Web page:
On the night of Oct. 10 at 7 p.m., environmental justice activist Catherine Coleman Flowers spoke to the St. Olaf community over Zoom in a virtual conversation sponsored by the Vice President for Equity and Inclusion María Pabón Gautier and the Orientation & Transition Experiences team. Community members had the opportunity to join virtually or attend an in-person screening at the Lion’s Pause Mane Stage.
Flowers, who Zoomed in from Glasgow, Scotland where she was attending the United Nations Climate Change Conference, has done extensive work throughout her life fighting for environmental and racial justice. Her many professional accomplishments include founding the Center for Rural Enterprise and Environmental Justice, serving as the Vice Chair on the White House Environmental Justice Advisory Council and receiving the 2020 MacArthur Fellow for Environmental Health Advocacy.
She also wrote the book “Waste: One Woman’s Fight Against America’s Dirty Secret” published in 2020, which focuses on racism, sanitation, and exposes the wastewater problem that many Americans have turned their eyes away from. It was selected for the St. Olaf 2021 Common Read, which serves to teach new students about equity and inclusion and unite them through a shared reading. The virtual conversation served as a way for the St. Olaf community to continue engaging with Flowers’ work and the opportunity to learn from her.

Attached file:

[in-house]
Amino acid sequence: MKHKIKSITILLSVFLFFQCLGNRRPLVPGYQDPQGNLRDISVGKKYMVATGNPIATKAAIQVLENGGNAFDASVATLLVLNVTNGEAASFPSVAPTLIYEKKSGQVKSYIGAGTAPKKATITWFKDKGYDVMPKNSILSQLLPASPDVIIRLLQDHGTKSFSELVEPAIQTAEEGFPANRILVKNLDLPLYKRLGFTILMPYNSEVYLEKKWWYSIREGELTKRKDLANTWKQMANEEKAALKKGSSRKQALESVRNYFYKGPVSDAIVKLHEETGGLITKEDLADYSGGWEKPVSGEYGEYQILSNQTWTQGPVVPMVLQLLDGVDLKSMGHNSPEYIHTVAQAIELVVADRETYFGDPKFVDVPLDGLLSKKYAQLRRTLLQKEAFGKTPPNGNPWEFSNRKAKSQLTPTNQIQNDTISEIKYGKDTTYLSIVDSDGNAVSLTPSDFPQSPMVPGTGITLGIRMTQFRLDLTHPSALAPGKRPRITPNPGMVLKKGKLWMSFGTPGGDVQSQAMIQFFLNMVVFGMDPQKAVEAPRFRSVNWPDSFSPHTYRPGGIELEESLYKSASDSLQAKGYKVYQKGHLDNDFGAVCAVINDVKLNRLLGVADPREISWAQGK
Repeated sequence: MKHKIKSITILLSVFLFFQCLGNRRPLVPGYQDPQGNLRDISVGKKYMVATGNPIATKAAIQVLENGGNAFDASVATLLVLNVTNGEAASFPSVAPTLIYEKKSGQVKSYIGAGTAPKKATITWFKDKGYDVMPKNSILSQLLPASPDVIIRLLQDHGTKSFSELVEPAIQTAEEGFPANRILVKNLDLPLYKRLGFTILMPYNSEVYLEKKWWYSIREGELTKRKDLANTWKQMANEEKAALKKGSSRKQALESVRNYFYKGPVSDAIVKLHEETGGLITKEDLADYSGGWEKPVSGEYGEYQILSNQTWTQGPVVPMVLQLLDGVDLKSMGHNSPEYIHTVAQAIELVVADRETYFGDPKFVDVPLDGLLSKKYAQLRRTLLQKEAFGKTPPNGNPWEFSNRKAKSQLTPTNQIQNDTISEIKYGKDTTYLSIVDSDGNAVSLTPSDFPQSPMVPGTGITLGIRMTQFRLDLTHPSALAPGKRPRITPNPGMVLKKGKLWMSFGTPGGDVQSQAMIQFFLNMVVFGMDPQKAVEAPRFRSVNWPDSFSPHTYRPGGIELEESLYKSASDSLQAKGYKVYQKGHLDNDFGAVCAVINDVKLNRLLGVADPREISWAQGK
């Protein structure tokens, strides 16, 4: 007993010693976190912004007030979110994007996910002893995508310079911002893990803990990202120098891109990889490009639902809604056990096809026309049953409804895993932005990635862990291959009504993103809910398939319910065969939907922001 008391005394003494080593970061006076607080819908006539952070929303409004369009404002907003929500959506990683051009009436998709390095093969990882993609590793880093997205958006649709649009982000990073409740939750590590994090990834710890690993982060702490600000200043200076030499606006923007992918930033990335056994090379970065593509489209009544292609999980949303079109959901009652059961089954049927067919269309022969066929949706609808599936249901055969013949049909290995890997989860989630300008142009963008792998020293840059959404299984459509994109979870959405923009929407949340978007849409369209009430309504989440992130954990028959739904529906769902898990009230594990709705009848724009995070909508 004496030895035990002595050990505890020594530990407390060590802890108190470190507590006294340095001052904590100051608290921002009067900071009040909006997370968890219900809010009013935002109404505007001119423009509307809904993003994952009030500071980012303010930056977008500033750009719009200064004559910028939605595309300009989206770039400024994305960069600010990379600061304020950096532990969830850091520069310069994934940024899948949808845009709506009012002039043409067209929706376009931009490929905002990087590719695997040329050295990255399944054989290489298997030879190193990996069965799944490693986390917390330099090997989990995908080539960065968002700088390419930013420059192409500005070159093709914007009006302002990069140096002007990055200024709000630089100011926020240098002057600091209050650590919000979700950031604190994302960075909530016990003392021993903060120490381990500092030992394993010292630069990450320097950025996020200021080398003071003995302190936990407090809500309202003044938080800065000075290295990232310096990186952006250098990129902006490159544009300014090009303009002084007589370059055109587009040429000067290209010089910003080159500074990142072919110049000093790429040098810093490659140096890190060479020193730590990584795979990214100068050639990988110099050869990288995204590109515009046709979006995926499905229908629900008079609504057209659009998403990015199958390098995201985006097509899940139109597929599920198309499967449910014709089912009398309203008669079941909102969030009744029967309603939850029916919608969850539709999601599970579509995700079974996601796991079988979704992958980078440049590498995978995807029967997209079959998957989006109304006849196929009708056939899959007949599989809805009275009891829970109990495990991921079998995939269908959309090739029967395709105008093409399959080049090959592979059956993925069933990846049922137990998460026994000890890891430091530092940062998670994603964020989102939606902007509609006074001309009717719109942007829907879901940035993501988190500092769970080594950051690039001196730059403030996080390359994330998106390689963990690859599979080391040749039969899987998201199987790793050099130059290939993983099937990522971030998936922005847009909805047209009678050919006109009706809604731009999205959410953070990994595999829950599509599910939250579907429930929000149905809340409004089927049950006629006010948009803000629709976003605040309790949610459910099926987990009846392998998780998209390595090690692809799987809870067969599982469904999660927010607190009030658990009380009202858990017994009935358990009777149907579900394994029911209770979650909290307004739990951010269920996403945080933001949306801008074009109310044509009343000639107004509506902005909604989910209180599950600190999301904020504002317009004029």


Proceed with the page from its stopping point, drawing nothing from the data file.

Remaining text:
In an email to The Olaf Messenger, Pabón wrote, “The part that resonated the most with me was when Flowers talked about celebrating small wins. Her journey and the impact she has had in the field is an accumulation of small wins, patience, perseverance, and community. This was extremely powerful to me because it helps me (and I hope everyone who was listening to it as well) see the long term impact. It helps me to trust that even though I may not see the seeds germinate, they will bring their own fruits in this work.”
One of the main points of the conversation focused on centering rural communities in conversations about environmental justice and sustainability. Flowers grew up in a rural area herself, in Lowndes, Alabama, an impoverished community with inadequate wastewater systems that often led to sewage failures. She spoke to the strong sense of community there and the importance of being able to depend and collaborate with those around you. Growing up there inspired her interest in community organizing, climate change, and sanitation.
Additionally, the conversation covered student activism and the necessity of persistence. She also spoke of how it is okay for people to take mental health breaks when it comes to activism, but also how action is good for peoples’ mental health.
Pabón also wrote to The Olaf Messenger about how Flowers’ talk connects to St. Olaf and this community. “There are so many intersections between environmental and racial justice. However, we are not in the practice of making space to hold both conversations at the same time. Catherine showed how she does it and the importance of not having one without the other,” Pabón wrote.
The conversation ended with a Q&A where community members asked about Line 3 and how to support indigenous activists, how to engage in conversations about climate justice, and how to stay motivated. She ultimately closed with the powerful message that students are renewable energy.